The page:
Read more.

Local reporter recognized

The Hawk Eye posted a press release on Dec. 15, issued by NCRA on behalf of member Erin Johnson, Carthage, Ill., announcing that she recently earned the Registered Professional Reporter (RPR) certification.

Read more.

Local court reporter earns distinction

The Athens Daily Review posted a press release on Dec. 12, issued by NCRA on behalf of Tami Lewis, CRR, CRC, Canton, Texas, announcing her recently earning the Registered Diplomat Reporter (RDR) certification.

Read more.

Local court reporter earns certification

The Suffolk News-Herald posted a press release on Dec. 12 issued by NCRA on behalf of member Beth Chandler, Chesapeake, Va., announcing her recent earning of her Registered Professional Reporter (RPR).

Read more.

Holiday e-Seminar bundle sale

Pick a bundle and save this holiday season while you earn needed CEUs. These e-Seminars are available for purchase until Dec. 27. They will then be available to watch from Jan. 1-31, 2020.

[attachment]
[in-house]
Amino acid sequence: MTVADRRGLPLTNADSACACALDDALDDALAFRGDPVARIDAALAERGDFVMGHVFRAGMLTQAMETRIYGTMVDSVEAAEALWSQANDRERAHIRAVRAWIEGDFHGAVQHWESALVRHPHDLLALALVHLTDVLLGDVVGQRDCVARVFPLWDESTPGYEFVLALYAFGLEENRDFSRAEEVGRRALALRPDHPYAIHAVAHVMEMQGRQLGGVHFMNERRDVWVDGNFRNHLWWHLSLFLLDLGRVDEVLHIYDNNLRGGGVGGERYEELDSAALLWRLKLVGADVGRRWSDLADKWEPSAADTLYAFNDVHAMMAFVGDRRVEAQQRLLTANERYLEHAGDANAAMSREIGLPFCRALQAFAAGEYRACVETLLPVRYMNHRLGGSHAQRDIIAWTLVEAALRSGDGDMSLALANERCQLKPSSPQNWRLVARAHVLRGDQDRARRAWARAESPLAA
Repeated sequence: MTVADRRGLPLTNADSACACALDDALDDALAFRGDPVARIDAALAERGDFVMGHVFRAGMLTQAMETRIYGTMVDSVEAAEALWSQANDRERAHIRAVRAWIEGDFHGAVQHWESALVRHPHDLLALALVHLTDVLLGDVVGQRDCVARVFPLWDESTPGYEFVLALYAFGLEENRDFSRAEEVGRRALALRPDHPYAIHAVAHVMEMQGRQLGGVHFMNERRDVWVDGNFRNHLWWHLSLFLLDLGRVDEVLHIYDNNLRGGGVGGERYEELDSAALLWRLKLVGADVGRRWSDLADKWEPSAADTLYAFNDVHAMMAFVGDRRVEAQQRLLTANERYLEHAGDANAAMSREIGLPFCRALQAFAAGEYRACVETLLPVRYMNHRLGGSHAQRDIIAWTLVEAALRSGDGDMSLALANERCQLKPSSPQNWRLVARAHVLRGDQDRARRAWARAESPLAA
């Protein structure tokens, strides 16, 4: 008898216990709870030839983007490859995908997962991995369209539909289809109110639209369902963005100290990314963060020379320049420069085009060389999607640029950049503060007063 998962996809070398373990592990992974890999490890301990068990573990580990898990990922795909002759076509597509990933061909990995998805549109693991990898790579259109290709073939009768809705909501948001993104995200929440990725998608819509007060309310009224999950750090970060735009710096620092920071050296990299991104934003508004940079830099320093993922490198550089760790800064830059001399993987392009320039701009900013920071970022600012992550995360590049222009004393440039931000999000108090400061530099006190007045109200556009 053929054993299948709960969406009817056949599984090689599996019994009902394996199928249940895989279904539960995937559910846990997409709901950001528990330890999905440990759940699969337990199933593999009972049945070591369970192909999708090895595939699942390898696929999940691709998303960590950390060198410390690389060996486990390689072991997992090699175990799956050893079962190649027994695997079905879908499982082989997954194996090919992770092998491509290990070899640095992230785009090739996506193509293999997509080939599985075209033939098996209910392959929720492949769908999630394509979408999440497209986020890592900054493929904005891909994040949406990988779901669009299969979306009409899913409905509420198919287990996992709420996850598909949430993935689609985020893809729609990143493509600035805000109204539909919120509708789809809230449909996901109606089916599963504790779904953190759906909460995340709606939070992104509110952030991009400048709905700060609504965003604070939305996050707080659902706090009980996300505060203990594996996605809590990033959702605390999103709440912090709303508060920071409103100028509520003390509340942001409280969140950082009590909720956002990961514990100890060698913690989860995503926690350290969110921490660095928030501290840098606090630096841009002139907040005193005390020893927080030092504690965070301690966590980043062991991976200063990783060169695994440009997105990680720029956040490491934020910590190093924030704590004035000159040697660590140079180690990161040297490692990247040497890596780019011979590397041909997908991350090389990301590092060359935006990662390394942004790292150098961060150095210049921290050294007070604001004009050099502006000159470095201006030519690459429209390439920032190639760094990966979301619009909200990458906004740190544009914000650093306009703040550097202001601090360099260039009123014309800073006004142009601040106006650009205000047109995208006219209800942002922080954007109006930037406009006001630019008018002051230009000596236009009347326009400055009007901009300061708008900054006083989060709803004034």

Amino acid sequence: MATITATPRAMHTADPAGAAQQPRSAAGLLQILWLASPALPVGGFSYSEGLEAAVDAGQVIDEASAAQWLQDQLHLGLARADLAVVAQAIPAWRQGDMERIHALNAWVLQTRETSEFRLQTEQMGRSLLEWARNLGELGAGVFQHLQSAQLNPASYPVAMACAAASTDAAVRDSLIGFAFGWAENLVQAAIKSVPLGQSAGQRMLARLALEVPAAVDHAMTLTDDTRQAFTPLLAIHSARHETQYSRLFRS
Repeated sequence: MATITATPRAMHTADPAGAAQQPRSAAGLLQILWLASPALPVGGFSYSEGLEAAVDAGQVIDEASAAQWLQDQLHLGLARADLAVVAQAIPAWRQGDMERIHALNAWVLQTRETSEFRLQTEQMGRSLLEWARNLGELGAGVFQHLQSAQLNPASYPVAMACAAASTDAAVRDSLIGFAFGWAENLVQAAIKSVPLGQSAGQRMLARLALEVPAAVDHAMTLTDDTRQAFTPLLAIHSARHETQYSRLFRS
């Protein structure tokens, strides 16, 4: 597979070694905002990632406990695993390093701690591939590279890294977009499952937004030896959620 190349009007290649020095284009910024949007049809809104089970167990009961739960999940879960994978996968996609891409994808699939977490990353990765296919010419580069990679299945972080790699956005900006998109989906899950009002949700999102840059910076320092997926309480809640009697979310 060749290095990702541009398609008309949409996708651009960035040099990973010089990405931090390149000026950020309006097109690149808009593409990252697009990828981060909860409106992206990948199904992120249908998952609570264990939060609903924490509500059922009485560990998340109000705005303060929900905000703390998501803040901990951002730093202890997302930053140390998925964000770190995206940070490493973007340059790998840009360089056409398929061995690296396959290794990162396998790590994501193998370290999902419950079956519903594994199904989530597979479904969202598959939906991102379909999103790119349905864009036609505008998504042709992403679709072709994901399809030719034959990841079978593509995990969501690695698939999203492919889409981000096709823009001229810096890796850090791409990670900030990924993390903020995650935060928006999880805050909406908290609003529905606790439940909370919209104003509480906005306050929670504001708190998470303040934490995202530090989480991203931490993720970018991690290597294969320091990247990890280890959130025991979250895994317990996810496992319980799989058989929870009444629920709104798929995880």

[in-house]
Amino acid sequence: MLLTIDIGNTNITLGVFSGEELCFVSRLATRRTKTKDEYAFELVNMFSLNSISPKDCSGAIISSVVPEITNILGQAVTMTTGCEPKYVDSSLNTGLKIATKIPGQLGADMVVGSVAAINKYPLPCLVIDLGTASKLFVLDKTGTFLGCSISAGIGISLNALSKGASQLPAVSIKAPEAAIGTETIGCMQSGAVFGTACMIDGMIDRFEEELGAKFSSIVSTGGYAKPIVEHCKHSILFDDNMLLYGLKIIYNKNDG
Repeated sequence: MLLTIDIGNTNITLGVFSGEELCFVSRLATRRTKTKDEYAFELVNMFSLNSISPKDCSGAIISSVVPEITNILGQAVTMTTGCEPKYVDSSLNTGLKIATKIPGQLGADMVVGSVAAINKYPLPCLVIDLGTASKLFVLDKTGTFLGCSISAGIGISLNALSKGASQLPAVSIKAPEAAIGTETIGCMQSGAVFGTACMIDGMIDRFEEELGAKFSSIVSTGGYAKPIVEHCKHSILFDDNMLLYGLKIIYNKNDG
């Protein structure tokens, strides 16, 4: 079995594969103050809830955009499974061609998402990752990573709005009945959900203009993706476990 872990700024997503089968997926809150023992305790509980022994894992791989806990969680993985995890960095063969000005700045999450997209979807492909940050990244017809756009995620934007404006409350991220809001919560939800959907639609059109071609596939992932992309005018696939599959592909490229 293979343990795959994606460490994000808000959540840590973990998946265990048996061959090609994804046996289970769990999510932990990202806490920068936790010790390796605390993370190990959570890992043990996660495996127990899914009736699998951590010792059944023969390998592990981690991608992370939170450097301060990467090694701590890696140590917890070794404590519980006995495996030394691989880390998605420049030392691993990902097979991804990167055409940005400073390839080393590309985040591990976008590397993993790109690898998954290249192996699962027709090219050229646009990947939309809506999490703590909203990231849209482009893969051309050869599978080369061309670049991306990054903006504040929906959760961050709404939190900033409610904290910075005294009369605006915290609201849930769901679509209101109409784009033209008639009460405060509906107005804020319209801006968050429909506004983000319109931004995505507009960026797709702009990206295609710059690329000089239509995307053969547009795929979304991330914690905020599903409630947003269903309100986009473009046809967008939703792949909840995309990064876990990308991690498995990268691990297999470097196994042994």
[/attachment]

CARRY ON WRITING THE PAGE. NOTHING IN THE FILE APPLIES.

Bundle #1

(Not for individual sale)

CEU: 0.225 CEU

Cost: $65 member/$85 nonmember


Description: Members of the NCRA STRONG Task Force will share how to use the tools that have been created for you, which you can take back to your state to educate your clients about the facts and risks of digital recording and why a stenographic reporter remains the gold standard of preserving the record.  The PowerPoints, handouts, and tips will help you effectively present the material to your local bar associations and clients. By the end of the session, you’ll feel confident and ready to take on the role of steno advocate in your state!

Presenters: Phyllis Craver-Lykken, RPR, and Liz Harvey, RPR

International Depositions 101